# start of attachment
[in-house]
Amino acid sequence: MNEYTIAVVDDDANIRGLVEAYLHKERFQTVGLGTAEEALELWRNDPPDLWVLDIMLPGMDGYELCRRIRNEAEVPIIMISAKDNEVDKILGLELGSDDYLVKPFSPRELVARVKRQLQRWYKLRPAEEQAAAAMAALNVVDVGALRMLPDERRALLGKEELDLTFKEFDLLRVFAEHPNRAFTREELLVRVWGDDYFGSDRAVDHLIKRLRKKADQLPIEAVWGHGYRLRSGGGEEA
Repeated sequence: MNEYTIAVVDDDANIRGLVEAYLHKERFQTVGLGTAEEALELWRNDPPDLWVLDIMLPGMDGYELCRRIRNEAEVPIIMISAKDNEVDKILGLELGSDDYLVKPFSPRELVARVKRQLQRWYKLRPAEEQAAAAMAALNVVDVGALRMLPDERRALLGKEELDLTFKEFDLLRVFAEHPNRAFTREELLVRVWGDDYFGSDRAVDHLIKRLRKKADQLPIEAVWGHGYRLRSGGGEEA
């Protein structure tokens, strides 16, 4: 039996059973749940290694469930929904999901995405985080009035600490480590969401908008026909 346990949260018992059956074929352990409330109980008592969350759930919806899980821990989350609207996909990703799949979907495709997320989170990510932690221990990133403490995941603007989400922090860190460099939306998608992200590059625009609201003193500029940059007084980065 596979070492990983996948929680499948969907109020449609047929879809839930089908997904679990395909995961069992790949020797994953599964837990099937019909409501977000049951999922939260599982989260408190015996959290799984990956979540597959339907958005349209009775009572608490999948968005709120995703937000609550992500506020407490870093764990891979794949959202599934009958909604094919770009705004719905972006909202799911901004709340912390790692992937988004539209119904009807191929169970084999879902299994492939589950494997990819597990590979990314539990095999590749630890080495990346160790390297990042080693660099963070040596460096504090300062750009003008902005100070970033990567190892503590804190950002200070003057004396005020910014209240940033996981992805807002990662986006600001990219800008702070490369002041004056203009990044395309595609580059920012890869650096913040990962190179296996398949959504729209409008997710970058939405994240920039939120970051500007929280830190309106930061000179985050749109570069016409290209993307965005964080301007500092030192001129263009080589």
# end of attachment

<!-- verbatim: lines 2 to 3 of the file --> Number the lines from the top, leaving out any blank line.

Amino acid sequence: MNEYTIAVVDDDANIRGLVEAYLHKERFQTVGLGTAEEALELWRNDPPDLWVLDIMLPGMDGYELCRRIRNEAEVPIIMISAKDNEVDKILGLELGSDDYLVKPFSPRELVARVKRQLQRWYKLRPAEEQAAAAMAALNVVDVGALRMLPDERRALLGKEELDLTFKEFDLLRVFAEHPNRAFTREELLVRVWGDDYFGSDRAVDHLIKRLRKKADQLPIEAVWGHGYRLRSGGGEEA
Repeated sequence: MNEYTIAVVDDDANIRGLVEAYLHKERFQTVGLGTAEEALELWRNDPPDLWVLDIMLPGMDGYELCRRIRNEAEVPIIMISAKDNEVDKILGLELGSDDYLVKPFSPRELVARVKRQLQRWYKLRPAEEQAAAAMAALNVVDVGALRMLPDERRALLGKEELDLTFKEFDLLRVFAEHPNRAFTREELLVRVWGDDYFGSDRAVDHLIKRLRKKADQLPIEAVWGHGYRLRSGGGEEA